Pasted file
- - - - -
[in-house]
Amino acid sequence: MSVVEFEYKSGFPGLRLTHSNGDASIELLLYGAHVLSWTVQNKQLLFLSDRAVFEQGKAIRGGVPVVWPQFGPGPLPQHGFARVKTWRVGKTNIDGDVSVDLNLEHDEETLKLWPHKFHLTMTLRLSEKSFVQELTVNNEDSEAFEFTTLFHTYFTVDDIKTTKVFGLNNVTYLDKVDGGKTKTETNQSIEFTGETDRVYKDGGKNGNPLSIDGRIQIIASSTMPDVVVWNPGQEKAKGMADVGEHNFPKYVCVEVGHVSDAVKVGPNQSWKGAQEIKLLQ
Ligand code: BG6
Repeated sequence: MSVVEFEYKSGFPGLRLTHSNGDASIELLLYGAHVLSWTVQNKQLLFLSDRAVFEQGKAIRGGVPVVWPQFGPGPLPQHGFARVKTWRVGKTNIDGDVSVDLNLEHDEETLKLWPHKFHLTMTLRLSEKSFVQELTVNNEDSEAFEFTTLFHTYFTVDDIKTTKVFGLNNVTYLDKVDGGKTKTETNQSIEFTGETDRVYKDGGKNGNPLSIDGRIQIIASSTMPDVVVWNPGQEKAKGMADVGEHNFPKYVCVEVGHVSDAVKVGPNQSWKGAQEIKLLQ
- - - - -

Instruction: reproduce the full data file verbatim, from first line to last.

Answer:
[in-house]
Amino acid sequence: MSVVEFEYKSGFPGLRLTHSNGDASIELLLYGAHVLSWTVQNKQLLFLSDRAVFEQGKAIRGGVPVVWPQFGPGPLPQHGFARVKTWRVGKTNIDGDVSVDLNLEHDEETLKLWPHKFHLTMTLRLSEKSFVQELTVNNEDSEAFEFTTLFHTYFTVDDIKTTKVFGLNNVTYLDKVDGGKTKTETNQSIEFTGETDRVYKDGGKNGNPLSIDGRIQIIASSTMPDVVVWNPGQEKAKGMADVGEHNFPKYVCVEVGHVSDAVKVGPNQSWKGAQEIKLLQ
Ligand code: BG6
Repeated sequence: MSVVEFEYKSGFPGLRLTHSNGDASIELLLYGAHVLSWTVQNKQLLFLSDRAVFEQGKAIRGGVPVVWPQFGPGPLPQHGFARVKTWRVGKTNIDGDVSVDLNLEHDEETLKLWPHKFHLTMTLRLSEKSFVQELTVNNEDSEAFEFTTLFHTYFTVDDIKTTKVFGLNNVTYLDKVDGGKTKTETNQSIEFTGETDRVYKDGGKNGNPLSIDGRIQIIASSTMPDVVVWNPGQEKAKGMADVGEHNFPKYVCVEVGHVSDAVKVGPNQSWKGAQEIKLLQ